Fiat reassures Italy on jobs as Chrysler merger looms
ROME (Reuters) - Fiat SpA (FIA.MI) chief Sergio Marchionne assured Italy's industry minister at their first face-to-face meeting on Friday that the country's largest employer will not cut jobs.
Newly-appointed minister Flavio Zanonato had recently asked Fiat "to stay in Italy" after its planned merger with U.S. unit Chrysler next year, which Italian unions fear will herald a move of the group's headquarters to the United States.
Fiat and Zanonato pledged to work together to relaunch Italy's recession-hit car market, the ministry said in a statement, and stressed the importance of the group's Italian manufacturing base as part of its brand image.
Zanonato met with Marchionne and Fiat's controlling shareholder John Elkann, both of whom gave assurances Fiat intends to maintain employment even as Italy's car market shrinks to levels last seen in the 1970s.
Italian car sales fell nearly 20 percent last year and are seen falling 5 percent more this year to about 1.3 million vehicles. The Italian government, already grappling with a recession and austerity-mandated budget cuts, has few tools at hand to help sales revive.
Yet Fiat has plans to build Jeeps and a new line of Alfa Romeos in Italy, for export to markets in Asia, Latin America and the United States.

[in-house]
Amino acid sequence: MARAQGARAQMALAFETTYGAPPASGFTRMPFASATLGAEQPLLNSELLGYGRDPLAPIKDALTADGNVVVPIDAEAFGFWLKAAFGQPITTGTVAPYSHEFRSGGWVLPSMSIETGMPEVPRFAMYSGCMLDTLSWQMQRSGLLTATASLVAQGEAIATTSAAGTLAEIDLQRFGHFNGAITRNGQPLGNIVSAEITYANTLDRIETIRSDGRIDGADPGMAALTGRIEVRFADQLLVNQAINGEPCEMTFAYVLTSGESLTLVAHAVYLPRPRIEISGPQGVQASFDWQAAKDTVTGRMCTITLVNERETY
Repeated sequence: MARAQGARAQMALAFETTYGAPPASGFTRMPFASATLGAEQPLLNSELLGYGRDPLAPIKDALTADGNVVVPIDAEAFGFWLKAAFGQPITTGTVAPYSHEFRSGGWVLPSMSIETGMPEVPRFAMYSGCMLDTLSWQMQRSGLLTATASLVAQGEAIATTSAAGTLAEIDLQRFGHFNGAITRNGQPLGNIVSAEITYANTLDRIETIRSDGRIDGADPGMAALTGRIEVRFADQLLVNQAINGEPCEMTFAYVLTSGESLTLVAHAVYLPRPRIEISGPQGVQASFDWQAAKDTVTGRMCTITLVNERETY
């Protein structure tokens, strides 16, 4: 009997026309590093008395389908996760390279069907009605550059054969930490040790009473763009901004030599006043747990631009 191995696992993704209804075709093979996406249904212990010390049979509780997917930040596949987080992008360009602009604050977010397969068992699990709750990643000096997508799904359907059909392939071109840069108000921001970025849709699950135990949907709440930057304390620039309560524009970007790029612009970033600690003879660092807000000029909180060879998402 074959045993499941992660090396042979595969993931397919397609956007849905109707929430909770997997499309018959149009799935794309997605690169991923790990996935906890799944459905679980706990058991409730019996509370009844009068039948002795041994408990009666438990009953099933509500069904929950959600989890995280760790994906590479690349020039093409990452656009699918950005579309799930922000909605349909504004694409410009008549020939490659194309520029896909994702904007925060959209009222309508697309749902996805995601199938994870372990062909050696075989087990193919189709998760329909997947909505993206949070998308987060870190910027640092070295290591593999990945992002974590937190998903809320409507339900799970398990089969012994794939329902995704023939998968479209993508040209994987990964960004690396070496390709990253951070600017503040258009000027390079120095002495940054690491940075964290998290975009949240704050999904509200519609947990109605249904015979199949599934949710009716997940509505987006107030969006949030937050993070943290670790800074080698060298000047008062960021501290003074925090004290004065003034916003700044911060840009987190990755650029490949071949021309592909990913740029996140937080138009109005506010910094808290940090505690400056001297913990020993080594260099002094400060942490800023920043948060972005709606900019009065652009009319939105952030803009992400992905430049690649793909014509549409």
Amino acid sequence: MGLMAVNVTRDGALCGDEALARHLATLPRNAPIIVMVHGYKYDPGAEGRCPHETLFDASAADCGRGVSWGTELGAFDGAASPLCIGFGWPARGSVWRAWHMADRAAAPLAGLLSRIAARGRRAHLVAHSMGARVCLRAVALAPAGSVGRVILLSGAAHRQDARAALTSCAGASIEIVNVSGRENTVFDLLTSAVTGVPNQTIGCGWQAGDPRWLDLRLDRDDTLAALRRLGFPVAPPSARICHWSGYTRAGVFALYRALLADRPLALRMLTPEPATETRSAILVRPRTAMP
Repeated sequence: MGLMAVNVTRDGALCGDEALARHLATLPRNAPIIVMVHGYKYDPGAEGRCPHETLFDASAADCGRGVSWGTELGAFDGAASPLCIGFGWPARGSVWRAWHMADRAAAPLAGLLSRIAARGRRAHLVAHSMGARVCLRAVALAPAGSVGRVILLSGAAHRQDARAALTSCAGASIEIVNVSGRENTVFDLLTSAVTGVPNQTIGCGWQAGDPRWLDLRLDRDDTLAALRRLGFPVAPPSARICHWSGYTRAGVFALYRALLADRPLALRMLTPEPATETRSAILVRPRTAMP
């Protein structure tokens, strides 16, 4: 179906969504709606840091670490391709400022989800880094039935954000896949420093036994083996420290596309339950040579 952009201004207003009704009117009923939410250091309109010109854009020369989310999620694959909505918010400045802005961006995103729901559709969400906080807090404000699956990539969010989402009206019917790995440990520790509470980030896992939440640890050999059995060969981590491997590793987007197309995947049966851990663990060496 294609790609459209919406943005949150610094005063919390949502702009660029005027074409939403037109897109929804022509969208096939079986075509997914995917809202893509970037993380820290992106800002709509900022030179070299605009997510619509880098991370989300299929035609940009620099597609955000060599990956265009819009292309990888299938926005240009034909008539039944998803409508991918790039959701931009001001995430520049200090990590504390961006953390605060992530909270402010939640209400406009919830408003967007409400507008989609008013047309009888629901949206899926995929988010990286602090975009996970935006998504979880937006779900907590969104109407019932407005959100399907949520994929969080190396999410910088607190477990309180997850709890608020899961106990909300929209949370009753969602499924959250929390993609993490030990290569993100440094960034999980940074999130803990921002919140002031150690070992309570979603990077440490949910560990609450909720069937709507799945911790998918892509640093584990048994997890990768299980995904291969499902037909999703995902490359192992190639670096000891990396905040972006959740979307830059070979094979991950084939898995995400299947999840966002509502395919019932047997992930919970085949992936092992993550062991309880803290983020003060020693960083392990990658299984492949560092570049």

"The meeting went really well," Marchionne told reporters in Rome. "We have confirmed our commitments for Italy."
Despite Fiat's plants running at well below capacity, the carmaker has repeatedly reassured politicians and unions it does not intend to close factories, unlike mass-market competitors Ford Motor Co (F.N), General Motors Co (GM.N) and Peugeot SA (PEUP.PA), which have said they will shutter plants.
Fiat loses money in Europe and its profits come from its luxury marques Ferrari and Maserati, as well as sales of mass- market brands in the U.S. and Brazilian markets.
"The meeting took stock of the automotive market's situation and offered the chance to take the first step in working together to relaunch Italy's car market," the Ministry said.
Along with Fiat's commitment to keep a manufacturing base in Italy, politicians are eyeing plans for the merger with Chrysler for any signs of a lessening role in Italy.
Zanonato requested the meeting with Marchionne after Fiat's sister company, truck and tractor maker Fiat Industrial SpA FI.MI, said it plans to shift its tax residence to Britain following a planned merger with its U.S. unit CNH Global NV CNH.N.
Fiat and Fiat Industrial employ a total of about 80,000 people in Italy.